A federal judge last week permanently blocked Missouri from enforcing a requirement that medical marijuana licenses go to businesses owned by residents of the state.
Following a bench trial Thursday, U.S. District Judge Nanette Laughrey agreed to grant a permanent injunction. Her written order has not yet been filed. News of the injunction was first reported Monday by the Kansas City Star.
Laughrey granted a temporary injunction against the requirement in June in response to a 2020 lawsuit filed by Mark Toigo, a marijuana investor from Pennsylvania and minority owner in a Missouri business awarded several licenses.
A constitutional amendment approved by voters in 2018 that legalized medical marijuana requires facilities to be “majority owned by natural persons who have been citizens of the state of Missouri for at least one year prior to the application.”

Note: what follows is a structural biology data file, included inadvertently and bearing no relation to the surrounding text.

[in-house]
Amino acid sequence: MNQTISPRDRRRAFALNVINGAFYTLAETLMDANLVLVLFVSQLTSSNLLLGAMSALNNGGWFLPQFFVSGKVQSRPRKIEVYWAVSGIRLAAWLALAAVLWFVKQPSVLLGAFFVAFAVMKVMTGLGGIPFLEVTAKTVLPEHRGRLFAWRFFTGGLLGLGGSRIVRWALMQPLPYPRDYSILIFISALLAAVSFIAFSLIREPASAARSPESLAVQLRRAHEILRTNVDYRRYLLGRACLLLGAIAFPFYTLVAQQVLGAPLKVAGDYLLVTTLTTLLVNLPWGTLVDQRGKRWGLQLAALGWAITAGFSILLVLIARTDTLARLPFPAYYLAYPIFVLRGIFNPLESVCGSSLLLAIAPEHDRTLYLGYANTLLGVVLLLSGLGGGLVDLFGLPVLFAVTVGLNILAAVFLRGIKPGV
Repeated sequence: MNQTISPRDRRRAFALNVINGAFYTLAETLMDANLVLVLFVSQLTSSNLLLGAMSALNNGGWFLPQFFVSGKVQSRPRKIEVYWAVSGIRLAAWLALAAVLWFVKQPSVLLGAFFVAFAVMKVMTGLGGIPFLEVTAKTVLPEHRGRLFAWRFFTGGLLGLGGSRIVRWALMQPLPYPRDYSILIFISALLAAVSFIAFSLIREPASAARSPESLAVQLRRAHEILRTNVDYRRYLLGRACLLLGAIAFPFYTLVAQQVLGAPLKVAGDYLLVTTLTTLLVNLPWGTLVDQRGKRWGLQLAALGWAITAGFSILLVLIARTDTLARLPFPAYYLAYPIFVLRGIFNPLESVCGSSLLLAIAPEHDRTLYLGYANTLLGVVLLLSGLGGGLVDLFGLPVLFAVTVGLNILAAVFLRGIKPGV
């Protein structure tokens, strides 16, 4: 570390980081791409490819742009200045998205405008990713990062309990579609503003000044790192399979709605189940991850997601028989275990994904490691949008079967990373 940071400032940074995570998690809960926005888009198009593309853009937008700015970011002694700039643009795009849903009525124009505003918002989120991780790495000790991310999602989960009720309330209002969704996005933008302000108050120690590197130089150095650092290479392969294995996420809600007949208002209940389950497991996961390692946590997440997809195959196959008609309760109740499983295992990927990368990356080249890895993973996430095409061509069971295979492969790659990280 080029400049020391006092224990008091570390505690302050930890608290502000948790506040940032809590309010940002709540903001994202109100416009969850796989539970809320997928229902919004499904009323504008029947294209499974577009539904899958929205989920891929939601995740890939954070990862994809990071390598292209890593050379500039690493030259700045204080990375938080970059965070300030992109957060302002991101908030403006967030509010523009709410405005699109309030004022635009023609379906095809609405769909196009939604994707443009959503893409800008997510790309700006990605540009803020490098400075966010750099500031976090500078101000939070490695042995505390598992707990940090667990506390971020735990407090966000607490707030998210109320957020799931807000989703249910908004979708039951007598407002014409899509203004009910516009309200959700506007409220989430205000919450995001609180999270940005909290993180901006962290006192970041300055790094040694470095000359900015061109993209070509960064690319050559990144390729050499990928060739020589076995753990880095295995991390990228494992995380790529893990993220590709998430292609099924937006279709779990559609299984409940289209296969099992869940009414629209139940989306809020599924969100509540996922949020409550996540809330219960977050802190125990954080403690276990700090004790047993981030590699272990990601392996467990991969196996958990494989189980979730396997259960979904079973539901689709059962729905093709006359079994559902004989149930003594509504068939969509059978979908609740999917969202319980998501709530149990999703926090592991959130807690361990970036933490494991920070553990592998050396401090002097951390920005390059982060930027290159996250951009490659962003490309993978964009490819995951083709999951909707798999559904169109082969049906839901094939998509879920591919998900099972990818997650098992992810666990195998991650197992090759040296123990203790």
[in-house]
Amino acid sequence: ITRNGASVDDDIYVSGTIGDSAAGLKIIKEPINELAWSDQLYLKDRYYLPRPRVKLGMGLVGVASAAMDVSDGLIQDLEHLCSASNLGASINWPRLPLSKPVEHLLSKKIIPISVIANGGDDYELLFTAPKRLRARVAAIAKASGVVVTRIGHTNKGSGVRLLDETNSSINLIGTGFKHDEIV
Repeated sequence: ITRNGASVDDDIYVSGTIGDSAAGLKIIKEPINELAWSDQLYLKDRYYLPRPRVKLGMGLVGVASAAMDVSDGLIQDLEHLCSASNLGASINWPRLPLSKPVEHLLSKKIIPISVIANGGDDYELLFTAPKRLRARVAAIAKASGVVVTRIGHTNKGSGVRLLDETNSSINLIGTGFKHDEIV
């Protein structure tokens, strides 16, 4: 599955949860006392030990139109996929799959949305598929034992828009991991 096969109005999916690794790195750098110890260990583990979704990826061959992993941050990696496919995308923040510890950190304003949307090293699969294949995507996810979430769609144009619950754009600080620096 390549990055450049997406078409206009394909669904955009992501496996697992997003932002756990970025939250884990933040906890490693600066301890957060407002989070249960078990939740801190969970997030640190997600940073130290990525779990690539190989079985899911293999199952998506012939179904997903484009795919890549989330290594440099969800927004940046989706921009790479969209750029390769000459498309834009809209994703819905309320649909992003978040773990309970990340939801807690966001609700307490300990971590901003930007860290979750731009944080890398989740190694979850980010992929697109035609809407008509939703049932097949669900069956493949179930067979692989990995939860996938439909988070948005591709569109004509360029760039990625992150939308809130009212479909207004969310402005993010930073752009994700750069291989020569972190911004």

Toigo argues in his lawsuit that Missouri’s medical marijuana market is expected to reach retail sales of $175 million to $275 million a year. But because of the residency rules he is prohibited from investing more money into any Missouri company if it increases his ownership stakes above 49 percent.
The requirement, the lawsuit says, “limits Mr. Toigo’s economic opportunities in Missouri’s nascent marijuana industry.”
In her June ruling granting a temporary injunction, Laughrey wrote that the public interest is best served by “the protection of Toigo’s constitutional right to fully participate in the medical marijuana business in Missouri on the same footing as a Missouri resident, a right that is likely being violated by the state’s durational residency requirement.”
In September, Missouri reported $22.9 million in medical marijuana sales, bringing the total amount purchased in Missouri to $136 million since retail sales began in late October of last year.
The Department of Health and Senior Services could not be immediately reached for comment on the injunction or if there were any plans for an appeal.
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